What Did You Pack?

The great thing about the Camino is that there is an amazing infrastructure in place to support its pilgrims.  You get the benefit of quiet, well-marked trails but also regular water and food stops and cheap, readily-available accommodation.  That means you can pack light.  

A Very Trusty Backpack

I decided to run with a Gregory Maya 16L, which I couldn’t recommend highly enough.  It comfortably fit all of my gear and I found it easy to run with.  (I do have a very bony back, so I’ve learned from experience that with larger backpacks I have to tape up my lower back to avoid chafing.  That proved invaluable on the Camino too.)

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She weighed 6.2 kilograms, or about 15 pounds, when full (including water).

The Best Running Shorts Ever

I also ran the entire Camino in one pair of Tracksmith Bell Lap running shorts, though if I had been smart enough to buy two pairs when I was at the Tracksmith store in Boston, I would have brought two!  I’m obsessed with these shorts because they’re comfortable, they don’t ride up or give me chafing problems, and they have so many amazing pockets (including one on the side that allowed me to run with my cell phone handy the whole time).  I have to hand it to Tracksmith, these shorts held up amazingly and still look like I just bought them (and I just ran another 42-mile race in them!).

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Get used to seeing me in this outfit…

Tried and True Running Shoes

I stuck with what I knew on the shoe front, too, and didn’t regret it.  I’ve been running in Adidas Pureboost X shoes (All Terrain, lately) for more years than I can remember.  I hate rigid, heavy trail shoes, and I haven’t been able to match the glove-like feeling of the detached Pureboost X foot sleeve.  Unfortunately Adidas doesn’t actually make them anymore (why?!?!), but at least third party vendors on Amazon have been able to keep me well stocked.  I almost definitely could have used a replacement pair about halfway through the Camino, but since I wasn’t actually expecting to run the whole thing I didn’t quite plan that far in advance.

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They carried me so far!

Otherwise, here’s what I brought (or in some cases picked up on the way):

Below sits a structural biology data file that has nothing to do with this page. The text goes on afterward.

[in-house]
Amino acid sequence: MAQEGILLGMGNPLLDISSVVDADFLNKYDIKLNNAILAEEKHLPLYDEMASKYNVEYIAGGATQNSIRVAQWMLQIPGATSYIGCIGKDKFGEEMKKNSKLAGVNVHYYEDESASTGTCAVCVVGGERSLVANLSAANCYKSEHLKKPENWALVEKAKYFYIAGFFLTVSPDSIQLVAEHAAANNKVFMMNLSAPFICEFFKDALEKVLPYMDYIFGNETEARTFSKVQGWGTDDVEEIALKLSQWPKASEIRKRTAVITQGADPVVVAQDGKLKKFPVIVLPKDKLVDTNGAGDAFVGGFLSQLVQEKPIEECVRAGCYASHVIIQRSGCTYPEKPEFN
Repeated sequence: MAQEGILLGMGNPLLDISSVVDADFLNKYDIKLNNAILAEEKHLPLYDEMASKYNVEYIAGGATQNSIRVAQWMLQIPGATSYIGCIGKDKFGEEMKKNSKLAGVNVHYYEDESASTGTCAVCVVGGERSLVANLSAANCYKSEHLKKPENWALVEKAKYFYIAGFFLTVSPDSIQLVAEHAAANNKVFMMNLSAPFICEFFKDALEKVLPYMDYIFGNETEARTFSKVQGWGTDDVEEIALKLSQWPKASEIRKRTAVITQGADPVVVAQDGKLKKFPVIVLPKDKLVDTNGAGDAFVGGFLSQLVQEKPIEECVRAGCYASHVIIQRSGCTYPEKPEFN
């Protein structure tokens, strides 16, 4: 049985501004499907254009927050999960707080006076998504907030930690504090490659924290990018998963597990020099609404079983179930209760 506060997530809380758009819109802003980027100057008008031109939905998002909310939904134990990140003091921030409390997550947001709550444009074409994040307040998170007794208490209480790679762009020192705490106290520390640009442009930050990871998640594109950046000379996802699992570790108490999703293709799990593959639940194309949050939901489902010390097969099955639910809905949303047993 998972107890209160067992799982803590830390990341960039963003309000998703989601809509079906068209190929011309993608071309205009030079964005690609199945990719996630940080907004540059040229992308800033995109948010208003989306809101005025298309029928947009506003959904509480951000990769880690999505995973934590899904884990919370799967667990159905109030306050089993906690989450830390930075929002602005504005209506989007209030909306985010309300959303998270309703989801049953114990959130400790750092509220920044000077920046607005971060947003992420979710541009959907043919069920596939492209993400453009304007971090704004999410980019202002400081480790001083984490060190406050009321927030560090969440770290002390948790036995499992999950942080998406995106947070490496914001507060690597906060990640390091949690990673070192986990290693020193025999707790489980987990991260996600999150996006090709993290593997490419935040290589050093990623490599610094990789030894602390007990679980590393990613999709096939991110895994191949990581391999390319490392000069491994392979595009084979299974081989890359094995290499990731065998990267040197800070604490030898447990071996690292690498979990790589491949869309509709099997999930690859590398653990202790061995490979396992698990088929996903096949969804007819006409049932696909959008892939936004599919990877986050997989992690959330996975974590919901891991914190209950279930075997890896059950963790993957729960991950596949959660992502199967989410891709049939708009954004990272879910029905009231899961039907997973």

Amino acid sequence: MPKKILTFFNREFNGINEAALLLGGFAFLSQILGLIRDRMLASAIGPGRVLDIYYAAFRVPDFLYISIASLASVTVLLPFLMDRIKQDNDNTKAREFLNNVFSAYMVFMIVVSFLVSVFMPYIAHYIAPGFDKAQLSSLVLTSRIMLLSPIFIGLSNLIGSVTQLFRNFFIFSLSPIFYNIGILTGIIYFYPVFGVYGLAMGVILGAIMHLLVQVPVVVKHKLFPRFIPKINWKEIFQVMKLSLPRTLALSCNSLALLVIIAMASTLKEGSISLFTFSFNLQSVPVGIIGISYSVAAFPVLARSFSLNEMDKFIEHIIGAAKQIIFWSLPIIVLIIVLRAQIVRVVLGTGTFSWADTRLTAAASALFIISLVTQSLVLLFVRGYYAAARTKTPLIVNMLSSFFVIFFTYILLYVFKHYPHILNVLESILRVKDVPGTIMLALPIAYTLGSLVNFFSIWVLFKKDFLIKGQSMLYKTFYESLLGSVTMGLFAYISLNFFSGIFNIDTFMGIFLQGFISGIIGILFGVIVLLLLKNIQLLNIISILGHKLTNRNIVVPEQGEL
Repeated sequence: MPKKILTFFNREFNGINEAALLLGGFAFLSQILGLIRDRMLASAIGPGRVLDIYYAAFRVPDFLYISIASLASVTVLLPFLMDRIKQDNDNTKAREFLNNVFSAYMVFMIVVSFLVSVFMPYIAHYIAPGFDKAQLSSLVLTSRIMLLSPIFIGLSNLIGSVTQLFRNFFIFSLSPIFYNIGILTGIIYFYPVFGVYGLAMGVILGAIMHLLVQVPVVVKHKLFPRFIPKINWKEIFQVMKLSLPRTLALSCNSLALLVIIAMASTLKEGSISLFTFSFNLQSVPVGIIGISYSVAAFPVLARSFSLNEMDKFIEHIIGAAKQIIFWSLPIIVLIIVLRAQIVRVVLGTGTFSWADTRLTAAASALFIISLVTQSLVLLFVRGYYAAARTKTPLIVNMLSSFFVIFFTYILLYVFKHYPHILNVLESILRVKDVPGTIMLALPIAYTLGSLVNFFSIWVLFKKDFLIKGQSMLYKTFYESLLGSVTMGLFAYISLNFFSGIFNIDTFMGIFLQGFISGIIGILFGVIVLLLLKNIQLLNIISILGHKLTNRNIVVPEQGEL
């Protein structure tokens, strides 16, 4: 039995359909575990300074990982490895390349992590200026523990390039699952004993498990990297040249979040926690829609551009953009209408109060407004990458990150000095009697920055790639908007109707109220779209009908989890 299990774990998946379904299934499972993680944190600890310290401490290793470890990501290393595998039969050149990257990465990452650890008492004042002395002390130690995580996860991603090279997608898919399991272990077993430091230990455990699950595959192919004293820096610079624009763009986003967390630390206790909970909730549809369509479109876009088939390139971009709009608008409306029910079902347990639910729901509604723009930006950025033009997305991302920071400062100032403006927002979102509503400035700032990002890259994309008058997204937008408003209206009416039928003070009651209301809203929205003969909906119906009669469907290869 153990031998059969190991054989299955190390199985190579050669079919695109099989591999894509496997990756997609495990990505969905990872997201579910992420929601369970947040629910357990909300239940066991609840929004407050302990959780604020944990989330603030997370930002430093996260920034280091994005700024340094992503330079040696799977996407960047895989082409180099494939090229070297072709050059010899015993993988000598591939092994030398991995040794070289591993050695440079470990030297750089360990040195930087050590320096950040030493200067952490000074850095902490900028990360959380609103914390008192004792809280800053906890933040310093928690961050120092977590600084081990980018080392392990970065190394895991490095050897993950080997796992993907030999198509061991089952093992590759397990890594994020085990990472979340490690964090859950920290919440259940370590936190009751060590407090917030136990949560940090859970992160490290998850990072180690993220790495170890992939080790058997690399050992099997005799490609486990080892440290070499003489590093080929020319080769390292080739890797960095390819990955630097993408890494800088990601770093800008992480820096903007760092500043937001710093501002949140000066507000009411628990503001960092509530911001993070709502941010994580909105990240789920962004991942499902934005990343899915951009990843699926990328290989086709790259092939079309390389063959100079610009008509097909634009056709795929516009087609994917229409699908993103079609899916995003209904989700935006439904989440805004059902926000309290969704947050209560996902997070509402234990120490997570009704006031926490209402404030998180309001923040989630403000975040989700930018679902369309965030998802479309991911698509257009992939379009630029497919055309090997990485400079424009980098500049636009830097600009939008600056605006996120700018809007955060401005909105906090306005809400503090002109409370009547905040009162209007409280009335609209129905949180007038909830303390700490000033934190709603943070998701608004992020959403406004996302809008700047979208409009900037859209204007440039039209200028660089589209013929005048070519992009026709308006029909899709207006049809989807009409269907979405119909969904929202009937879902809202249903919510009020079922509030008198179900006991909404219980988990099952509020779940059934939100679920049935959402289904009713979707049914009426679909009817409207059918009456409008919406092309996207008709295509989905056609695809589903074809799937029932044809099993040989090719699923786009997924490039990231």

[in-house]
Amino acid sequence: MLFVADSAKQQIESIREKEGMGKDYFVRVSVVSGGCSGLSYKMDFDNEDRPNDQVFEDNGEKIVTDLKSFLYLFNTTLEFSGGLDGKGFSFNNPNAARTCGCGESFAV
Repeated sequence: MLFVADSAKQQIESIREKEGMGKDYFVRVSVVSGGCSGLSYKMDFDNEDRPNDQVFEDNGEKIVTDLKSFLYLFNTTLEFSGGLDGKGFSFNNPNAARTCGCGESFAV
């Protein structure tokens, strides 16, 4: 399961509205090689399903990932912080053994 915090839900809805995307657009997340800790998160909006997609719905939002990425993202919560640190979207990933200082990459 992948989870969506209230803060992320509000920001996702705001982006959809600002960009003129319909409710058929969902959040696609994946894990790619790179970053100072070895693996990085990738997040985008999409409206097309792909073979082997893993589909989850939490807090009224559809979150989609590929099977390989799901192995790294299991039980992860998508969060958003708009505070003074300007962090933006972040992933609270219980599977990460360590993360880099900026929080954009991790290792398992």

• Two running tees (just two of my favorite old race shirts) 
  • Two sports bras
  • One pair of running shorts to change into if I had to wait for a shower / to sleep in when it was hot 
  • One pair of jean shorts
  • One pair of leggings to relax in / sleep in when it was cooler
  • Two regular tee shirts (one to wear casually, one mostly to sleep in)
  • Light jacket/pullover
  • Three pairs of undies (though one inexplicably went missing after the laundry one day…)
  • One pair of compression socks (maybe just a placebo, but I didn’t have any lower leg/foot issues the whole way, so I’m not complaining)
  • One pair of regular running socks (which I only wore to sleep in when it was cold)
  • Swimsuit
  • Poncho (though I never actually used this running—it only rained twice and I just ran in the rain)
  • Headband (a bandana would also work for the sweaty among us)
  • Flip flops/Toms (started with flip flops but replaced them with knock-off Toms from Decathlon when my Achilles started bothering me a bit)


  • Microfiber towel (mine was a tad small, but it did the trick)
  • Sleeping bag liner (absolutely necessary for albergues, where sheets/blankets of varying quality are only sometimes provided)
  • Spork (did actually come in handy for a few early morning breakfasts)
  • Pocket knife
  • European charger (with two USB ports, one for my phone and one for my Garmin)
  • Plastic bags (I put all my clothes in a plastic bag inside my backpack, and also used other plastic bags for things like collecting laundry and grocery shopping)
  • 1 liter water bottle (a water bladder also would have been nice, but the bottle was easier to carry)
  • Earplugs (never try to sleep in an albergue without them)


  • KT tape
  • Anti-chafing stick
  • Bandaids
  • Paracetamol
  • (Eventually I also ended up buying a variety of medicine and disinfectants, but there is a pharmacy virtually every 10km…)


  • Kindle
  • Guidebook—Dave Whitson and Laura Perazzoli, Camino del Norte and Camino Primitivo (Cicerone 2019) (I’m old fashioned… the Buen Camino app is probably good enough for most.  It has more up-to-date albergue information, though it doesn’t have as many trail variants as the guidebook.)


  • All-in-one soap
  • Conditioner (a luxury, but it fit!)
  • Lotion
  • Deodorant
  • Toothpaste
  • Toothbrush
  • Nail clippers
  • Tweezers
  • Razor
  • Hairbrush
  • Hair ties

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